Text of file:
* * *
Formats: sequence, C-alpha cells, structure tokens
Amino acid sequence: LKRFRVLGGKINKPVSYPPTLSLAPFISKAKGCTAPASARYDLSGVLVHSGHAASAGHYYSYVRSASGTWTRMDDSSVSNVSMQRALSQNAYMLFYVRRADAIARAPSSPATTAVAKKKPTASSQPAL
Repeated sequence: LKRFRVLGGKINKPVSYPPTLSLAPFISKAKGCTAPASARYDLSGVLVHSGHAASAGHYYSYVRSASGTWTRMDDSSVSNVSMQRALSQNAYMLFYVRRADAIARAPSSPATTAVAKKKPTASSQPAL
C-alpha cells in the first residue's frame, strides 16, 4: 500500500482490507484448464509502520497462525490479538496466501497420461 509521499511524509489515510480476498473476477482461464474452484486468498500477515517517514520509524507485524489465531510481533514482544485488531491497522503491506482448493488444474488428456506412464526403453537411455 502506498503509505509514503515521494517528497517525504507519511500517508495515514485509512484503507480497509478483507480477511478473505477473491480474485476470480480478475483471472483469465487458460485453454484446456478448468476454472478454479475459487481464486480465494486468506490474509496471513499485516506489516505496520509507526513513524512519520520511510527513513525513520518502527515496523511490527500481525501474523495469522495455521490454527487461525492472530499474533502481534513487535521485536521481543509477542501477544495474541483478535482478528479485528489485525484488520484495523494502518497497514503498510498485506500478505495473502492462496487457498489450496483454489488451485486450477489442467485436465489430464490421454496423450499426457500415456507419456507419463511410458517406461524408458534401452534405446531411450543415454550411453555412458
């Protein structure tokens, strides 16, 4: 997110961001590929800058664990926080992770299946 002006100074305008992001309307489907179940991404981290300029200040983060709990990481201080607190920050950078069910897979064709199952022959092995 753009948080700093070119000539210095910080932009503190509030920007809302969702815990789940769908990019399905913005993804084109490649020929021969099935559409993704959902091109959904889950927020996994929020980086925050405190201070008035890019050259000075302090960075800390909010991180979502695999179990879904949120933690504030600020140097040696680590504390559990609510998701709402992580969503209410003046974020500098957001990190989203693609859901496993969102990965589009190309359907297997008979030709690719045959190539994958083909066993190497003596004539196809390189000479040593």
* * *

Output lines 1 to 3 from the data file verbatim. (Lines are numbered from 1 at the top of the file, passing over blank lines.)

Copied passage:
Formats: sequence, C-alpha cells, structure tokens
Amino acid sequence: LKRFRVLGGKINKPVSYPPTLSLAPFISKAKGCTAPASARYDLSGVLVHSGHAASAGHYYSYVRSASGTWTRMDDSSVSNVSMQRALSQNAYMLFYVRRADAIARAPSSPATTAVAKKKPTASSQPAL
Repeated sequence: LKRFRVLGGKINKPVSYPPTLSLAPFISKAKGCTAPASARYDLSGVLVHSGHAASAGHYYSYVRSASGTWTRMDDSSVSNVSMQRALSQNAYMLFYVRRADAIARAPSSPATTAVAKKKPTASSQPAL